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The Latin Scot

Uniforms and saluting the flag

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I am sure there is some thread in here started back when I was in Scouts, but I figured I would start a fresh one so that I can get the input of the currect membership. With the 4th of July fast approaching, I figure this is a timely subject in any case.

I was at our Cub Day Camp closing ceremonies last week, and they had a lovely flag retiring ceremony at the end which I found rather lovely. All the camp staff traded in their camp t-shirt for "full" uniforms (which I will address in a moment), and they conducted a solemn retiring ceremony while also handing out a number of awards and some recognition for parents and leaders.

Well, a number of the uniforms paraded in front of us were embarrassingly, if not defiantly incorrect. There were medals and ribbons and sashes and ornamentation to a degree of ostentation and attention-grabbing I hadn't thought possible before. These people go to my district table, and I never this this kind of panoply there, so my hope is that they were simply trying to be silly for the last day of Day Camp (I really hope that was the goal).

As we were saluting the flag in the embers, however, one of my Scouts asked me a few questions that rather stumped me. I pose them before you all for your thoughts. For the sake of internet privacy, I will say this Scout addressed me as Brother Latin-Scot.

Scout: "Brother Latin-Scot, don't you have to wear the complete uniform to be considered 'in uniform?'"

Me: "Yes, that's correct."

Scout: "So, most of these leaders wouldn't officially be 'in uniform,' would they?"

Me: "Not properly, no."

Scout: "So then since they aren't officially in uniform, shouldn't they have to put their right hands over their hearts? You know, like they say 'those not in uniform place your right hand over your heart?' Isn't it incorrect for them to salute since they aren't really in uniform?"

Me: "Um. Er ....... ?"

After some hesitation, I suggested to him that I would need to find a more definitive answer before stating anything catagorically, but that, personally, I feel that those who aren't fully in uniform should indeed place their hands over their hearts - but also that it was important not to allow propriety to interfere with patriotism, and that it is something people should be taught at appropriate times and places, without resorting to correcting them in public during such a ceremony. But since he and I knew better, it would be our duty to model correct behavior and teach it to others whenever we could.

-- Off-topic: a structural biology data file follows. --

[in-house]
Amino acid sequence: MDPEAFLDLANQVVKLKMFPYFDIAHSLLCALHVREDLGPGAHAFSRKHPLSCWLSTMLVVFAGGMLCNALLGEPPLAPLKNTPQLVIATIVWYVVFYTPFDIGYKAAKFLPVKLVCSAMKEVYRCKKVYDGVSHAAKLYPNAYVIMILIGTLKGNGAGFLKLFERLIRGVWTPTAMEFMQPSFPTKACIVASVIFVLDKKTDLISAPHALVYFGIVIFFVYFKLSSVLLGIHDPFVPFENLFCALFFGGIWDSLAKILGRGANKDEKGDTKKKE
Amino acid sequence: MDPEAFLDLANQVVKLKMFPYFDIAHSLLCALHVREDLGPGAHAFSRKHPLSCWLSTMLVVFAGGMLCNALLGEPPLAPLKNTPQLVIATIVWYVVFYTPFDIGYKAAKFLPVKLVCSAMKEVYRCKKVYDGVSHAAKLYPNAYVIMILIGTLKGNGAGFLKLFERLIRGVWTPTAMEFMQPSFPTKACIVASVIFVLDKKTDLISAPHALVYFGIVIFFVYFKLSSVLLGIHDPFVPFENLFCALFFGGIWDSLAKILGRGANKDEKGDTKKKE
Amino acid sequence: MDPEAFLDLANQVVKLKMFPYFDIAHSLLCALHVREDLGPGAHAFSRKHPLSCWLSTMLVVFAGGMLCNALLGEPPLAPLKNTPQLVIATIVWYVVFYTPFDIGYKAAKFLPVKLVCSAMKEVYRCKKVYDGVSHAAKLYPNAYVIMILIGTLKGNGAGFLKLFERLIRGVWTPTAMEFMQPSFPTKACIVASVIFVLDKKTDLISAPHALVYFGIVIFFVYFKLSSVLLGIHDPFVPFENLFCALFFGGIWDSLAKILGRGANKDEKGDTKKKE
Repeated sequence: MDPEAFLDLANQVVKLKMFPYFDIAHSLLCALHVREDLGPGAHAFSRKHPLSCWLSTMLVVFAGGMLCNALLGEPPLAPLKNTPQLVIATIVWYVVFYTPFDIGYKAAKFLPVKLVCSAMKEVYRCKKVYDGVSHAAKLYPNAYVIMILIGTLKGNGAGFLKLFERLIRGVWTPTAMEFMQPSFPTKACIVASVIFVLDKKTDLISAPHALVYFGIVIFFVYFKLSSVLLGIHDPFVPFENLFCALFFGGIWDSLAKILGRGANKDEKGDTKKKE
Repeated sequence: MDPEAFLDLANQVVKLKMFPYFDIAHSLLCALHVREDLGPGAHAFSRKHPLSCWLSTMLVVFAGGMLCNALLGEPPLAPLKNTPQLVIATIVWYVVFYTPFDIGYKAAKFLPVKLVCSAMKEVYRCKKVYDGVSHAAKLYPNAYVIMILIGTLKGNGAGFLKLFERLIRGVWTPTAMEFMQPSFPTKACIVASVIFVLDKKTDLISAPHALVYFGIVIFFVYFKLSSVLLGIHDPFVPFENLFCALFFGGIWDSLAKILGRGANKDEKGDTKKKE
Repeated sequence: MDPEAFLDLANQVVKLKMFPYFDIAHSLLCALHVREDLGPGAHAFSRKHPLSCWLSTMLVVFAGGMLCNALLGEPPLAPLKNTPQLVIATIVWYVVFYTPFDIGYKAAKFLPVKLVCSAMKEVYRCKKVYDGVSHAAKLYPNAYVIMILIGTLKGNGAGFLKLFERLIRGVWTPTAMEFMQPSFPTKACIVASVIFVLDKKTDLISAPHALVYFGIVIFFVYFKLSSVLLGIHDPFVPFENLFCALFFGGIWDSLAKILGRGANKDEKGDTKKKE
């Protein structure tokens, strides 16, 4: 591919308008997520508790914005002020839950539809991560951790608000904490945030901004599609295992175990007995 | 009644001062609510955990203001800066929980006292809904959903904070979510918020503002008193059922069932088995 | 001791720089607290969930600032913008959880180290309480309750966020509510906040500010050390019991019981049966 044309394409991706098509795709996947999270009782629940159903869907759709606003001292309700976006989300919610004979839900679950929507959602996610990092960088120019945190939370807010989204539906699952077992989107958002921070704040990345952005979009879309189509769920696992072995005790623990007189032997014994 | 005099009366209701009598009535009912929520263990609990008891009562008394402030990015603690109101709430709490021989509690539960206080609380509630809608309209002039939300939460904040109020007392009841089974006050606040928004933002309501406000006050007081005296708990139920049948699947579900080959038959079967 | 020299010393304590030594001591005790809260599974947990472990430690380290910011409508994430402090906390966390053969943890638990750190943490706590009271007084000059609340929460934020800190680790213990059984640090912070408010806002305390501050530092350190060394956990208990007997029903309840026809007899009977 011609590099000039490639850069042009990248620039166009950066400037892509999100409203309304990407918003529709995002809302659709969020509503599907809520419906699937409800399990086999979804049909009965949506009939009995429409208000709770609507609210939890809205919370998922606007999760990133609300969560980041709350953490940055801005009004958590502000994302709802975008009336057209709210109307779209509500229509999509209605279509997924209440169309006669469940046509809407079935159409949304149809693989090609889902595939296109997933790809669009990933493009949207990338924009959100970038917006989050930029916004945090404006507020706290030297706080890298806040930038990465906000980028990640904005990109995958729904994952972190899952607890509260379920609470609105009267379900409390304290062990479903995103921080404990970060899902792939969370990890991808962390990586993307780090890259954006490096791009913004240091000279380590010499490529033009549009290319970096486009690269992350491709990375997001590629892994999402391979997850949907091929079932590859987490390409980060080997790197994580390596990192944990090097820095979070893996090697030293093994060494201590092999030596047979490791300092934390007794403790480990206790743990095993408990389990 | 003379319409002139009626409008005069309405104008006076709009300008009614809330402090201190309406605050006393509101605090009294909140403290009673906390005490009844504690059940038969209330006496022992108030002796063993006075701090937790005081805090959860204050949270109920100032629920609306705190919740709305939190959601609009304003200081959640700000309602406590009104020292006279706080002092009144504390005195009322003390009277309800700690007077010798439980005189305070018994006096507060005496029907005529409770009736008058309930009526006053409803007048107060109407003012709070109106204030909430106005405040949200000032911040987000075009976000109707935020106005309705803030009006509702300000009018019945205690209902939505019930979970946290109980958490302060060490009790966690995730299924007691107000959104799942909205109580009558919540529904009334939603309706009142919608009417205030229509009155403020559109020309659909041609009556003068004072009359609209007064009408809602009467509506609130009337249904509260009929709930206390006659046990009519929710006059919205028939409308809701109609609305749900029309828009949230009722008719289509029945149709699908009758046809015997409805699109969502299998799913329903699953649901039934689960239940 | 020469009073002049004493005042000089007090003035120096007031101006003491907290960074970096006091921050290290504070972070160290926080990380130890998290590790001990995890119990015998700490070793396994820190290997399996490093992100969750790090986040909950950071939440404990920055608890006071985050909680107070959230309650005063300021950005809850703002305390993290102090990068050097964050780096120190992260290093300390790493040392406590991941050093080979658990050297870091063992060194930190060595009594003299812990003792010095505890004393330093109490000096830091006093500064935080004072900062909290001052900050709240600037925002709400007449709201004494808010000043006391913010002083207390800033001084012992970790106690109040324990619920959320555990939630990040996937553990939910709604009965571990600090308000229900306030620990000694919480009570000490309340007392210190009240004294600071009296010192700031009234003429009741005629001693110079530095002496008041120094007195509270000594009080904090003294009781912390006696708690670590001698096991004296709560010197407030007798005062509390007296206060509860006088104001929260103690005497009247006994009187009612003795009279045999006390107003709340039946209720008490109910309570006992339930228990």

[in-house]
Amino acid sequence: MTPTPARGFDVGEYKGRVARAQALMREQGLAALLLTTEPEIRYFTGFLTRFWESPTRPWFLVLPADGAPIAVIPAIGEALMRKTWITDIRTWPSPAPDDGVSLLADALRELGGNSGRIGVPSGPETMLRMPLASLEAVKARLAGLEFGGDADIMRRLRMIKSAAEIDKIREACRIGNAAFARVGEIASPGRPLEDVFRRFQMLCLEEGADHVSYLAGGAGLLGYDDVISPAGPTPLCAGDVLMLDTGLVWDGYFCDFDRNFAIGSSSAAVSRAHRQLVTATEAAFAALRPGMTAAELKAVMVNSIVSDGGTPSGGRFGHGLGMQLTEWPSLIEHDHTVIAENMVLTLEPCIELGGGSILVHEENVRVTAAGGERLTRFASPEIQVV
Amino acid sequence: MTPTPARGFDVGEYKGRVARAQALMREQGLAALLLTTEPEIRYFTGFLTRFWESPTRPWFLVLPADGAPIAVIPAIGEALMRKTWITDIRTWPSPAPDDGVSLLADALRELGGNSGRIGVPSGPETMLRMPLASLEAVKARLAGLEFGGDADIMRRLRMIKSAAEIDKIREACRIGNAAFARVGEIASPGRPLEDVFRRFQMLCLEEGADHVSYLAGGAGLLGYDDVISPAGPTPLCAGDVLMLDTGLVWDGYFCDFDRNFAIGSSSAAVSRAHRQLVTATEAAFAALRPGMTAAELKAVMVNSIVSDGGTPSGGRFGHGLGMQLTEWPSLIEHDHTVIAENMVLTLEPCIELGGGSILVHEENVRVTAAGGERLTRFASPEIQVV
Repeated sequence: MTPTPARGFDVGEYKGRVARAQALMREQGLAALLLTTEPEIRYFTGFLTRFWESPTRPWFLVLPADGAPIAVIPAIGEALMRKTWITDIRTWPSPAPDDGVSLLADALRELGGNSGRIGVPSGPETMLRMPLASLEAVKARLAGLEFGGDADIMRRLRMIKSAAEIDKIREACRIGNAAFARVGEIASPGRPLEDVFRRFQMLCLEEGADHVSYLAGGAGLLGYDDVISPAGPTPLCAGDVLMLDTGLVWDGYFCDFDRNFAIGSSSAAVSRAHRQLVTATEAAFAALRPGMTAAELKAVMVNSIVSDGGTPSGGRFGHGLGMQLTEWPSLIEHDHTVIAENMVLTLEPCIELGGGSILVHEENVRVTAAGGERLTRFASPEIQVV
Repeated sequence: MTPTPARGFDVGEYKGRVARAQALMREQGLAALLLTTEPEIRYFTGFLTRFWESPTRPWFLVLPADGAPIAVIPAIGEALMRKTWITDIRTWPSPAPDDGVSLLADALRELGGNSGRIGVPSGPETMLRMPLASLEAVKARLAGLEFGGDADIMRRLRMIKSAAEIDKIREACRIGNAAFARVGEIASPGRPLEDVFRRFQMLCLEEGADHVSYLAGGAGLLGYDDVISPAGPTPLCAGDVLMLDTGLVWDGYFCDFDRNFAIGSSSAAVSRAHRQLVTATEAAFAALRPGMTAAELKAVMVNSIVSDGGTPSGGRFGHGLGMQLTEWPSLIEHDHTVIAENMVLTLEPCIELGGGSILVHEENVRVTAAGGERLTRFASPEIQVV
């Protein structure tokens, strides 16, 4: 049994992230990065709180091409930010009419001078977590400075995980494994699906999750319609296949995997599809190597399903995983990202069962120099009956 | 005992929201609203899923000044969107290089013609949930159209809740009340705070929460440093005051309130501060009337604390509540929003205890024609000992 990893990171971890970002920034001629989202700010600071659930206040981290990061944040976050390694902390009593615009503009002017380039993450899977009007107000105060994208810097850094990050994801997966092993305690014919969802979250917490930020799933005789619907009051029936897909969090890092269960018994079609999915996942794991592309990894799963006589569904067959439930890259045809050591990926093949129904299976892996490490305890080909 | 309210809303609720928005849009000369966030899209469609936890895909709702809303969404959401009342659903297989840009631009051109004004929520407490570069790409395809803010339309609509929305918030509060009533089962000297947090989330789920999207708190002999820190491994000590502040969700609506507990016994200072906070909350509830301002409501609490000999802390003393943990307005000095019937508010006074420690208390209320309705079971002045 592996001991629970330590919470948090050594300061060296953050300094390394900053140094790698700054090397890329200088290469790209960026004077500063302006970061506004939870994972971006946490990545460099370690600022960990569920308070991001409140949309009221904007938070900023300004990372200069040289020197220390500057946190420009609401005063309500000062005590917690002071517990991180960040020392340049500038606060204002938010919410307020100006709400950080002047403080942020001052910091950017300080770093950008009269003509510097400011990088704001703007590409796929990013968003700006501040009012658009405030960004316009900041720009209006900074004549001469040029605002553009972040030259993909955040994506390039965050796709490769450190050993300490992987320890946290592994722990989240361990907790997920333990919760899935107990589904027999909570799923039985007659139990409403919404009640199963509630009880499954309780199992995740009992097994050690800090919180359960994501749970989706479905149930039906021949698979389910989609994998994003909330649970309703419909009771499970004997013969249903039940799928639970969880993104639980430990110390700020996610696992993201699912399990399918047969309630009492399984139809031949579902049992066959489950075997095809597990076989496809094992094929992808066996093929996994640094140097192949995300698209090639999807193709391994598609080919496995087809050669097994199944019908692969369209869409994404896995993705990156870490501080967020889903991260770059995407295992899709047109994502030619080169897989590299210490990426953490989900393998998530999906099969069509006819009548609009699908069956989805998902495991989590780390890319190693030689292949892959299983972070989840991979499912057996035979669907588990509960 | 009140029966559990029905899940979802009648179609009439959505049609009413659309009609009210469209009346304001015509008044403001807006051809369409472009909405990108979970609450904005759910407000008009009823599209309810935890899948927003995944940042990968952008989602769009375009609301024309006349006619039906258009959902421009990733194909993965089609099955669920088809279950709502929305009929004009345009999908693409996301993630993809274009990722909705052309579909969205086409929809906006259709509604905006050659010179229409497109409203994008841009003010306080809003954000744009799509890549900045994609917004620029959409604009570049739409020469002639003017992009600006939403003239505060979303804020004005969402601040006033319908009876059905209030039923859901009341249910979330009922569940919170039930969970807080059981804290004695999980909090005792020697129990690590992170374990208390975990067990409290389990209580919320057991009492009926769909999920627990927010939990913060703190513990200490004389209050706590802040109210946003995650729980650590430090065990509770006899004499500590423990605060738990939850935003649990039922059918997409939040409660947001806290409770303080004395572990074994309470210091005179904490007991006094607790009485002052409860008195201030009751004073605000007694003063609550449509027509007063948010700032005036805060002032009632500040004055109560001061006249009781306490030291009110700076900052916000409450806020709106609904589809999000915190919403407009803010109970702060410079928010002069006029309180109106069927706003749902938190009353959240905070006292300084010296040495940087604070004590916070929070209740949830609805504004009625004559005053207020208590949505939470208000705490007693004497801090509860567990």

Any other thoughts on this while as I study the matter more fully?

Edited by The Latin Scot

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I'm a little confused (my usual condition)....

Was the scout addressing a) scouters wearing too many geegaws and gimcracks in an unauthorized or unseemly manner, thus rendering them "out of uniform" in his opinion or b) scouters wearing the camp t-shirts?

If it's A, then I'd say leave it be.  Truly "slippery slope" time.  Are we going to prohibit saluting if someone is wearing incorrect socks but is otherwise in correct uniform?

If B, and it's the cub day camp t-shirt, I think a salute is fine.  That was their "uniform" for the week.

As a retired military guy, I've seen unit morale plummet because of over-strict local uniform policies.  And then there is the matter of enforcement.  Who is going to walk up to Mr. Long Term Scouter and say "Hey old man, your uniform looks like a Scout Shop threw up on it--no salute for you!"*

For the record, I'm definitely in the anti-geegaw category.

*I'm sure there are some that would...but not me.  I'll go toe to toe on other issues...but not uniforming.

Edited by desertrat77

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I would have to see how not in uniform they were to have a full judgement. That said, the activity uniform counts as a uniform.

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@The Latin Scot,

When I went to NCS to run a day camp, the book at the time stated that when wearing the 'Camp Uniform," i.e. day camp T-shirt, you are considered in uniform and you salute. Rationale for that is to make it simpler for everyone to understand who salutes and who doesn't.

As for the rest. I don't know.

I know at one camp I worked at, all staff members wore a domino necklace with their camp and field uniforms. There was a symbolic meaning to it, and receiving your domino was a big deal.

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I keep running in to the same phrase:  The hand-over-heart salute should be used when not in uniform".

So, you can tell the Scout that they should use the hand-over-heart salute when not in uniform.  

The real question though is are Scouts wrong to use the hand salute when not in uniform - and you're not going to like my answer because it relies very much on words meaning things.  Specifically, the word SHOULD.  It isn't shall, it isn't must - it is should - and that word leaves a lot of wriggle room.  For myself, I'm not going to ever tell a Scout wearing a uniform shirt and blue jeans that they must use the hand-over-heart salute because they aren't technically in uniform.  I'm not going to tell a Scout who is not in any kind of uniform but is in line with his Troop and/or Patrol that he can't salute in the same way as his mates.  We are not the military - as far as I'm concerned, any Scout who is saluting the flag, even if they are wearing shorts, crocs and a t-shirt, is showing respect for the flag - and that's much more important than following some kind of "not really a rule" rule about using the hand-over-heart salute when not in uniform.